As social beings, we are members of various communities. We are members of our family community, school community, church community, academic community and several more. Whether or not we are consciously aware, we participate, affect and are affected by the dynamic of perhaps hundreds of communities over the course of our lifetime…for better or for worse! From a health and wellness standpoint, our participation in communities is vital as, let’s face it, healthy eating and exercising are not always the easiest activities to get excited about. And while solitude and time for personal reflection also play an important part in overall health and well being, the dynamic of a group can be instrumental in honing our best selves.
Participating and interacting with others introduces us to new experiences. We may find ourselves more willing to try new foods, read new books or participate in a new group exercise classes when in the company of our fellow community members. With the new year fast approaching, I encourage you to put a fair amount of thought into a resolution for 2018. While research has shown most resolutions are long forgotten by the end of January, this need not always be the case. This year, make a resolution to join a community that supports your health and wellness goals. These groups may be as large in number or consist of a few like-minded friends, yet regardless of the number they will keep you accountable, competitive and are sometimes just plain fun!
Community and Accountability
Believe it or not, even the most dedicated fitness enthusiast benefits from community involvement. Exercising with a group has shown to increase both participation and intensity, primarily due to a sense of accountability shared among fellow exercisers. No one wants to be the person who didn’t show up for Tuesday night spin or Sunday morning Yoga. It’s a lot harder to skip a sweat session when you know others are expecting you. And let’s face it, making healthy eating choices is hard…VERY hard. But planning meals and snacks ahead of time with the help of those in the same boat is key to long-term success. None of us is ever going to eat 100% clean 100% of the time, and there are occasions when you actually should indulge (yes, I said it!) because food is fun and an important part of life. But participating in a community or group of like-minded individuals can help get you back on track so the wheels don’t fall off for good.
This month, find a group of individuals who share your health and wellness goals for the upcoming year. Be upfront and honest about your weaknesses and where you think you’ll need the most support. I’m willing to bet you’ll find that most of us share the same insecurities, temptations and weaknesses, so why not tackle them as a team!
Community and Competition
Even the self-proclaimed “non-competitive person” is, in actuality, very competitive. It’s just human nature to want to excel and perform better than those we perceive as the competition. This stems from our ancestral heritage where those who hunted best, ate and those who ran fastest, survived. Flash forward several millennia and while we may no longer be competing for the a nice juicy mastodon leg, many of us still secretly yearn to best our neighbors.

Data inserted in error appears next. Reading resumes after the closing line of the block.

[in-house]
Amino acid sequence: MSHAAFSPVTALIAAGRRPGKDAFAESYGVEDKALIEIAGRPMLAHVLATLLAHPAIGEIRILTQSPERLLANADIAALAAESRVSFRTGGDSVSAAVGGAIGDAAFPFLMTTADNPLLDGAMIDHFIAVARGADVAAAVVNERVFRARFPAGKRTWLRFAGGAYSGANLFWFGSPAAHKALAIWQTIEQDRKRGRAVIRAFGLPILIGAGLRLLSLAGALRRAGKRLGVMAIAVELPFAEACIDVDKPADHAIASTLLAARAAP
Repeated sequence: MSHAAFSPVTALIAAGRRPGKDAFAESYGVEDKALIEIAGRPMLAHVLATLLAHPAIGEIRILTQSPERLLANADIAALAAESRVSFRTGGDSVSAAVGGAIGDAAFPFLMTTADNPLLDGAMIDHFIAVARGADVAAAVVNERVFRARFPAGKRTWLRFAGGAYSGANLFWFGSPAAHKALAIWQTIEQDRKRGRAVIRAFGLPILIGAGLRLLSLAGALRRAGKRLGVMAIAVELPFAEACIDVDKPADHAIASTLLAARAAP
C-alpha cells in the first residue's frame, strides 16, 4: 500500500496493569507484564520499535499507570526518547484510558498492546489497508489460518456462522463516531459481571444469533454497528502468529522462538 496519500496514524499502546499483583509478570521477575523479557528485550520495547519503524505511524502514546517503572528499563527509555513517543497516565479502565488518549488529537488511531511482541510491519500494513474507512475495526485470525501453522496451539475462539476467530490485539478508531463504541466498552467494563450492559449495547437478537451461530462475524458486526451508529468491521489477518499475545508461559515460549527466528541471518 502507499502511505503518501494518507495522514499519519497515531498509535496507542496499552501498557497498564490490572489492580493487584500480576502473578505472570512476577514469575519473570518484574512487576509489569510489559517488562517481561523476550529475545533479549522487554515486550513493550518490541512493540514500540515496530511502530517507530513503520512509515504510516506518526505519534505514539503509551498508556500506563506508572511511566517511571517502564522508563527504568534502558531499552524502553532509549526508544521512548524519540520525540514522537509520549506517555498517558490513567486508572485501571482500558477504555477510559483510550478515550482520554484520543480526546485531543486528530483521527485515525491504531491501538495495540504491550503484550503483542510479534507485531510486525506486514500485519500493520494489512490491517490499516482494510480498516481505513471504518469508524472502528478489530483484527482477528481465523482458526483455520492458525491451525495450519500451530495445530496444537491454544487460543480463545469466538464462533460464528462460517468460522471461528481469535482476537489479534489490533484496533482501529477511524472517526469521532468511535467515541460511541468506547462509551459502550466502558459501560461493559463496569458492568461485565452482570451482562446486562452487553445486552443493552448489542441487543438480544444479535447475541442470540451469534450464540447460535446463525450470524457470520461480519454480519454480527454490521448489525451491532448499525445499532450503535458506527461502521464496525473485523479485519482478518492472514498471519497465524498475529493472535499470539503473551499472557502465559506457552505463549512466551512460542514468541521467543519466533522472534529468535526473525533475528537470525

Obviously, this can lead to obsessive and unhealthy behaviors, however, in many cases the competitive atmosphere of a community or group setting can aid in helping participants reach their fitness and wellness goals. Who hasn’t’ wanted to hold a plank five seconds longer than their neighbor or pushed themselves on the “hill” in the spin class faster than their fellow cyclists? True, competition has a dark side, but with the right outlook and among members of a supportive community, healthy competition reaps many rewards. This month, set a challenge with your fellow community members. Perhaps it is something simple such as who can do the most pull-ups by month’s end or who can come up with the healthiest side dish to serve at a holiday potluck. Keeping the challenges attainable for all with an agreed upon “prize” will bring out the inner competitor in community members.
The Social Aspect of Community
The bottom line is, we are social creatures. Sure, there are many times when we’d rather just plug in our headphones, silence the world around us and crank out our daily workout in solitude. The solo workout definitely has its place, primarily when time is an issue or an impromptu sweat session suddenly became an option when a meeting is cancelled or a spouse comes home unannounced and can watch the kids. But the reality is, we are social creatures and interacting with each other at the gym, in a class or on a run or bike ride is fun. Sure, it may not always be the hardest workout we’ve every completed. Perhaps we spent more time discussing last night’s episode of “Game of Thrones” than we did counting reps. But sometimes these more relaxed sessions are just what the doctor ordered. Not every workout needs to be a real killer and the improved mood achieved by simply being with friends is often just as beneficial as hammering out a tough session. Balance with health and wellness, just like all other aspects of life, is key. With a number of holiday themed events and happenings occurring this month, take the time to enjoy this time with friends. I, personally will be running a 5K dressed in a Santa Suit, something I would never do any other time of the year. So this month, be sure to enjoy the social aspect of your community as health is not always about workouts, sets and races, but the bigger picture, happiness!